George Brandis (former Attorney General): All of us know how important staff are to us. We spend so much time together, mostly away from home. We share so many experiences that they become like a second family.

As the man departed days after the incident in 2019, it appears that the Government have had plenty of time to remove his name from virtually all official web sites although there is no super-injunction (yet) to prevent discussion of his identity.

Against this backdrop, Google admitted two female researchers subject to high-profile sackings may have been doing legitimate research. Like Rodriguez and Higgins, both of Google’s female victims had been threatened to self-censor, they refused, they were shamed, they bravely chose to put their persecution in the public domain.

All these cases inevitably remind me of other cases, the growing body count in the free and open source software world.

Higgins’ decision to go public helps us all see how a cover-up was built from day one. Her boss, Linda Reynolds, had suggested that pursuing a criminal justice complaint would destroy Miss Higgins’ career. In effect, the victim was blackmailed to stay silent. This is the thread that draws all these cases of oppression together. In December 2018, two long standing volunteers in the free, open source software world, Dr Norbert Preining and I, revealed how we were subject to blackmail and coercion in our respective roles. In our cases, we both received the veiled threats in writing:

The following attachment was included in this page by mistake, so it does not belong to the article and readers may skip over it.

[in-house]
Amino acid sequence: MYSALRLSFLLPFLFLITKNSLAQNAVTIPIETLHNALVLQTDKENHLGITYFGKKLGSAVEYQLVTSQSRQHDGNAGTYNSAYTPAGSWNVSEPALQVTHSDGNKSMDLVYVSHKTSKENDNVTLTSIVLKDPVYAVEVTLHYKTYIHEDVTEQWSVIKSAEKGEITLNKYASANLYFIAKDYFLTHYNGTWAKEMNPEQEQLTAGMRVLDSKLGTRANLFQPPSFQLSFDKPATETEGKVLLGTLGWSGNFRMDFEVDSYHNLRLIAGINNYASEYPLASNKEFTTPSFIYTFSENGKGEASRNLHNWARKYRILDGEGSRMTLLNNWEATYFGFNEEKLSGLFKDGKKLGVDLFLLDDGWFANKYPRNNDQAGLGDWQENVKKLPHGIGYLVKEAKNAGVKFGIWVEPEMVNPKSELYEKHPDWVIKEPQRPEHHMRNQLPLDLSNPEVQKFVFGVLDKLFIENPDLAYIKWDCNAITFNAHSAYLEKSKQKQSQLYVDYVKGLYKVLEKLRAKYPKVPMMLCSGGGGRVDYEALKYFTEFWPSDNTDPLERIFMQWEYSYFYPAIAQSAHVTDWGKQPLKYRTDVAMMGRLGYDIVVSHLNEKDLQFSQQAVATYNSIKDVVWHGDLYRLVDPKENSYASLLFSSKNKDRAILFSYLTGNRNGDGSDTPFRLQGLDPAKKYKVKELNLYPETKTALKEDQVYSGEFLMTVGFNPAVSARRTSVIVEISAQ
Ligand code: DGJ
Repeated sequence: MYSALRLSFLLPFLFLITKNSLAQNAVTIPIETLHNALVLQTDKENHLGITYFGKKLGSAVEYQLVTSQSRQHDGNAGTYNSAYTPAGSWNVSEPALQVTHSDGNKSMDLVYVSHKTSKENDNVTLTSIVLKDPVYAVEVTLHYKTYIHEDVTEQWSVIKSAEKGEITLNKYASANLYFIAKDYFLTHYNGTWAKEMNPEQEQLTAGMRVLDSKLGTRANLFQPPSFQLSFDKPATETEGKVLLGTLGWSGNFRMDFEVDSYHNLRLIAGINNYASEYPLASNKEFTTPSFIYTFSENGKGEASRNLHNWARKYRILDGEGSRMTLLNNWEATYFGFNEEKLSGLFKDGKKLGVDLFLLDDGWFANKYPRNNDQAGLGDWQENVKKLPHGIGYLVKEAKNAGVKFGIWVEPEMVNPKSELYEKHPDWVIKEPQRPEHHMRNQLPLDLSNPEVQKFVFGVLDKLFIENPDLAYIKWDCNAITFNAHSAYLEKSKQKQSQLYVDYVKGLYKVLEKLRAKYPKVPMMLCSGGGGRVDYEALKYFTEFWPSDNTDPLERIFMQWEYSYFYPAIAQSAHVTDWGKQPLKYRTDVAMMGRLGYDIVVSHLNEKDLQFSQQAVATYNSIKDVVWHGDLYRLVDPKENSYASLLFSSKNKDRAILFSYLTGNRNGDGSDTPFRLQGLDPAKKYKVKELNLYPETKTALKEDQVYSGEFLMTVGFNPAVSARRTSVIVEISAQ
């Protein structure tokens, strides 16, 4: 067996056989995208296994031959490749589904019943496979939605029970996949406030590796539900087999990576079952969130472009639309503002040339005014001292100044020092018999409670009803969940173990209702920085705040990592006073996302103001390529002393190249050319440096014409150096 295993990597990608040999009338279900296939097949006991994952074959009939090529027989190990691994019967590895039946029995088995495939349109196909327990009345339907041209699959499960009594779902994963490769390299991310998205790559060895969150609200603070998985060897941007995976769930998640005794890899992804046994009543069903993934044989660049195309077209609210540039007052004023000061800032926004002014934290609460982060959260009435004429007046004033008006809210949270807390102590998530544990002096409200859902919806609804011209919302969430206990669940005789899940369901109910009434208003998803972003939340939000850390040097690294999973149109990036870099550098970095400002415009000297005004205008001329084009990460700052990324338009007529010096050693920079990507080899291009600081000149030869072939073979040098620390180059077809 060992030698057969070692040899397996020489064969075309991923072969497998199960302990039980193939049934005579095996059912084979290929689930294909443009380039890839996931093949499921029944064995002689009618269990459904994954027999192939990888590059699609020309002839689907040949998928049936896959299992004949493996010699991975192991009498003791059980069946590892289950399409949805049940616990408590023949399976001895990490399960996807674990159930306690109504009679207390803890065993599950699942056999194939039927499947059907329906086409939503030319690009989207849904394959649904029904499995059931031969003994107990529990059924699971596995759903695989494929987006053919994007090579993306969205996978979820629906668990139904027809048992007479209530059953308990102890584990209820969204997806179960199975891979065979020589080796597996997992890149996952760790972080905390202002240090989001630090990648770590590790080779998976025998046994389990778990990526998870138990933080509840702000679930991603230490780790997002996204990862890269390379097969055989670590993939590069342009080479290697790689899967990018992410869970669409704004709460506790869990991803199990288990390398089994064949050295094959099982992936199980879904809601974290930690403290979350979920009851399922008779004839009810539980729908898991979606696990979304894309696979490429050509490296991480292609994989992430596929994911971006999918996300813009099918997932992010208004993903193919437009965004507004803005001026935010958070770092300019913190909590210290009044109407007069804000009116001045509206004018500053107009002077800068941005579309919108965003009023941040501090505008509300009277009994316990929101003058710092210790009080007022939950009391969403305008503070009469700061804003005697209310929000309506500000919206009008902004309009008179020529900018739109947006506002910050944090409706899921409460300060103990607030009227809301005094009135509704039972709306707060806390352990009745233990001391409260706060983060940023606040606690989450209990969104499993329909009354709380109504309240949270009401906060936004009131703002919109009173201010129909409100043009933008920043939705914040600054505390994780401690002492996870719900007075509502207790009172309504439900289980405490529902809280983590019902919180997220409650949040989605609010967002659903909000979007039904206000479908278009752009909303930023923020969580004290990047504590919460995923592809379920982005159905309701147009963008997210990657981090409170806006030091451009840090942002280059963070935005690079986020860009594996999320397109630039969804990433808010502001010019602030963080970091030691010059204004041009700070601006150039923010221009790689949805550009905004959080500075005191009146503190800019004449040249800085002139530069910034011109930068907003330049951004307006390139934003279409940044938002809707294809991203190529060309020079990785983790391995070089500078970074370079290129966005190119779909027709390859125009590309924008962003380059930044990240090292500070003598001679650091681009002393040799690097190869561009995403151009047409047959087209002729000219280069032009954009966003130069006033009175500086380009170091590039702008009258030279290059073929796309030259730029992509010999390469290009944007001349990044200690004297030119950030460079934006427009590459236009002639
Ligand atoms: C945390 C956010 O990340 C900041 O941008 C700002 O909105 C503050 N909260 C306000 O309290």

Knife at throat, Debian Account Managers, DAM, blackmail

We are sending this email privately, leaving its disclosure as your decision (although traces in public databases are unavoidable)

In other words, they are saying that if we call out the coercive nature of their communications, they will seek to destroy us.

When you receive a threat like this from somebody with a history of publicly shaming people on a hideous scale, it really feels like they are holding a knife to your throat.

Chilling.

In my case, the community of volunteers and donors had clearly elected me as the fellowship representative so this blackmail was an attack on all those who voted. It was my duty to inform people and call it out.